Green spent almost 10 years with corporate labels, playing the songs they wanted him to record. The country singer and songwriter has more than 20 years playing and eight records behind him but has left the big label and is looking to the future.
"I've been doing some awesome writing, just awesome," Green said with a laugh. "Honestly, it's just a much more art-driven focus on this go. I spent a lot of years making corporate music and climbing up that ladder. Like Darrell Royal says, 'You gotta dance with the one that brung you,' and I'm tired of dancing with the other girl."
Green will play the 59th Sikeston Jaycee Bootheel Rodeo at 7 p.m. Aug. 12.
Trying to become a superstar has taken Green away from the roots of why he started playing. He said that if he was as successful as The Rolling Stones, he would enjoy it. Right now Green said the most fun he's had was when he was doing what felt good. He said he battled with trying to be the "cool, singer-songwriter guy inside a corporate world."
"I don't think that's unique to me," Green said. "Everybody who achieves any level of success as a singer-songwriter and gets a record deal has to tow that line."
Green recently signed a deal with Sugar Hill/Vanguard Records. The label boasts country legends George Jones and Merle Haggard, among many new, talented artists.
"We've got two projects coming out on their label in the next two years," Green said. "So we're really excited about those."
Ten years ago, Green put out "Songs We Wish We'd Written" and has been recording a new album to mark its anniversary.
"It's a covers album with just me and my friends crooning, if you will," Green said. "I have Ed Roland from Collective Soul, Jack Ingram, Walt Wilkins, and the greatest guitar player breathing oxygen, Monty Montgomery, came in and did a song with me."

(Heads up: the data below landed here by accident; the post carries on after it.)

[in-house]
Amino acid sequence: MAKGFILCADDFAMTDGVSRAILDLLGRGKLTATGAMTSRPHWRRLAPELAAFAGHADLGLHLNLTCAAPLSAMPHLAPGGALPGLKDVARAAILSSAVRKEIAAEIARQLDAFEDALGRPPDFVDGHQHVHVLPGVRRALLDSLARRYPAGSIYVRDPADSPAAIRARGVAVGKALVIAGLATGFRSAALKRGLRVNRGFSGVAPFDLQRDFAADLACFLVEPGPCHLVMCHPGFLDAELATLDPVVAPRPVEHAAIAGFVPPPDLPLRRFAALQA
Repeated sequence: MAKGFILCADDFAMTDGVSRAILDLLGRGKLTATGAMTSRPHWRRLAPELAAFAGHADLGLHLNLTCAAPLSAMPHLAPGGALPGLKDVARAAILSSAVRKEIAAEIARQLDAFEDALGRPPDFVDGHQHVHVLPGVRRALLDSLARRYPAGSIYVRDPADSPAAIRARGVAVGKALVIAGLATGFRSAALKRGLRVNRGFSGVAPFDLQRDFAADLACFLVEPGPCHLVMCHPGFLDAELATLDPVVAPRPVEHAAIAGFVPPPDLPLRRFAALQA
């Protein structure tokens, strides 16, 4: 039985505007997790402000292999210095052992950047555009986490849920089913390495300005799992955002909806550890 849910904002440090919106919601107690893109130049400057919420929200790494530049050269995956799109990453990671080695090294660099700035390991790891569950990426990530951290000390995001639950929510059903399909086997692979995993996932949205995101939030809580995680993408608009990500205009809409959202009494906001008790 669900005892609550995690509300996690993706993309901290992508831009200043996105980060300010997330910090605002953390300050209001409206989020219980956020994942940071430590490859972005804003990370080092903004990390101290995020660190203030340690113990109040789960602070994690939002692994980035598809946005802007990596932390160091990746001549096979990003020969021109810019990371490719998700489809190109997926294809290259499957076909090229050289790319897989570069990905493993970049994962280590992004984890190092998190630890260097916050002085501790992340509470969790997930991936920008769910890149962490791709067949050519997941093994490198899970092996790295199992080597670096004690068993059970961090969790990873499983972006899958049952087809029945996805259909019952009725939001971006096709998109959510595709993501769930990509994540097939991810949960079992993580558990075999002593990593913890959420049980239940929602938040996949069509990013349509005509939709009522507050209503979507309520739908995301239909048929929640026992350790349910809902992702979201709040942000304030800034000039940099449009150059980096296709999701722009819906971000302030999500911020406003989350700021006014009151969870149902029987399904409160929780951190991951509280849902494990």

Green said they have one more recording session to do and then the album will be finished, with an estimated release this October.
But Green has not quit writing his own music. He'll follow this anniversary edition cover CD with a new album released somewhere in the neighborhood of October 2012. Green last released an album with new, original material in 2009, titled "What I'm for."
Green said Sugar Hill is a great fit for him, and allows him to pursue the music that he wants to write and perform.
"Everybody wants to get as big as they can, and those who are artsy irritate the labels and don't get any support and disappear, and the ones that cater to the label get a few years of that, and if they get big, they get big. If they don't they do what I do and sign with Sugar Hill and go make really great records for the rest of their lives."
Green said he enjoys stepping out of the studio to perform. Sikeston is not his first rodeo.
"I do as many as come by," he said. "Rodeos are easy to say yes to. The crowd is already ready to go; they've had a show already watching people risk their lives in person. That in itself is a great opening act!"
Fans and those new to Green's music can expect an entertaining show.
"You get the kitchen sink, that's for sure," Green joked. His band features two guitars, bass, keyboards and drums.
"I always try to put on the concert that I'd want to see," Green said. "To that end, I just try to make sure that people know I'm really sweating up there," he said. "Bring your party hat, and make sure it's tied on tight."